A lot has happened in the air on Mars since April 19, 2021. That was the day when NASA’s Ingenuity helicopter first lifted off from the dusty ground and proved that powered, controlled flight was possible on another planet. This week, NASA is celebrating an almost unfathomable milestone: 100 minutes of flight on Mars.
One hundred minutes. Ingenuity could have watched classic movie Casablanca with that time, but it spent those minutes in the Martian air. The solar-powered rotorcraft passed the mark over the weekend during its 57th flight on September 3. NASA JPL celebrated with a triumphant tweet and an image showing Ingenuity’s shadow on the rocky surface.
The helicopter hitched a ride with the Perseverance rover and arrived at the Jezero Crater on Mars in early 2021. NASA classified Ingenuity as a high-risk, high-reward technology demonstration. It was meant as an experiment. Would it even be able to fly in the thin atmosphere of Mars? Would it survive the dust, wind and cold? The Ingenuity team originally planned for a five-flight demonstration. The plucky rotorcraft has since exceeded all expectations.
NASA keeps a running tally of Ingenuity’s exploits in a flight log. Current stats after Flight 57 show Ingenuity has covered 43,081 feet over 6,143 seconds of flight time (102.4 minutes). Its highest altitude was about 59 feet off the ground. It reached a top speed of 14.5 mph.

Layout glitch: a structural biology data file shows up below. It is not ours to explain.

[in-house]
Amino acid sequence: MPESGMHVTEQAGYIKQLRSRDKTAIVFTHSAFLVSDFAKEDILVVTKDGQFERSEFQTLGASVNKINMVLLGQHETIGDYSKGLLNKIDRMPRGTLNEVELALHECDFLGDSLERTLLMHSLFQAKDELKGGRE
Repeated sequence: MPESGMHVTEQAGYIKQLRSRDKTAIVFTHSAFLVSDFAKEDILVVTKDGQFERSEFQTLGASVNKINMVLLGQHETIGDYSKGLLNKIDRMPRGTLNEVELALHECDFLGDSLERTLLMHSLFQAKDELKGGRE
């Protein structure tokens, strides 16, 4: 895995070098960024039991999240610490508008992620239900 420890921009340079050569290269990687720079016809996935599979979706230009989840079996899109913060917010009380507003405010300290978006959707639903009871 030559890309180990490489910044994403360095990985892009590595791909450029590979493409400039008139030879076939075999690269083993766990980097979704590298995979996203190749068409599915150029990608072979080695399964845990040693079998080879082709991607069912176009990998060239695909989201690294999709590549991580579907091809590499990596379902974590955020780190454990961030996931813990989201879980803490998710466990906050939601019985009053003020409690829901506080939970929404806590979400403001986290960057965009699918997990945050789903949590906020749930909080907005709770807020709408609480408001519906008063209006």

It hasn’t all been smooth flying. The helicopter has weathered glitches, software updates, rough environmental conditions and hazardous terrain.
Ingenuity brings a new perspective to Mars exploration efforts. After proving it could fly, NASA expanded the camera-equipped helicopter’s mission to include scouting activities to assist the Perseverance rover. Aerial views can help the rover team spot interesting landscape features and look out for obstacles that may be the rover’s path as it moves around on Mars. The two explorers stay within range of each other. Perseverance even captured a rare portrait of its flying companion in early August.
Ingenuity has been so successful that NASA added helicopters to its future Mars Sample Return mission. Perseverance is currently gathering pieces of Mars and placing them in tubes that can be transported back to Earth for closer study. MSR is the ambitious plan to send a spacecraft to Mars to pick up those rock samples.
The MSR helicopters could help out by transporting tubes across Mars, carrying them from where the rover deposited them on the ground to where the MSR lander is located. This is all in service of a grand goal to understand whether or not Mars might have once hosted microbial life. Perseverance is a high-tech rolling laboratory, but it’s not equipped to make a definitive call on the existence of ancient life on a distant planet. For that, we need Mars rocks in labs on Earth.
Acting NASA Administrator Steve Jurczyk had this to say on the day of Ingenuity’s historic first flight back in 2021: “We don’t know exactly where Ingenuity will lead us, but today’s results indicate the sky—at least on Mars—may not be the limit.” Over two years later, Ingenuity has led us across thousands of feet of Mars. It’s opened up a new dimension in space exploration. And it’s not done yet.
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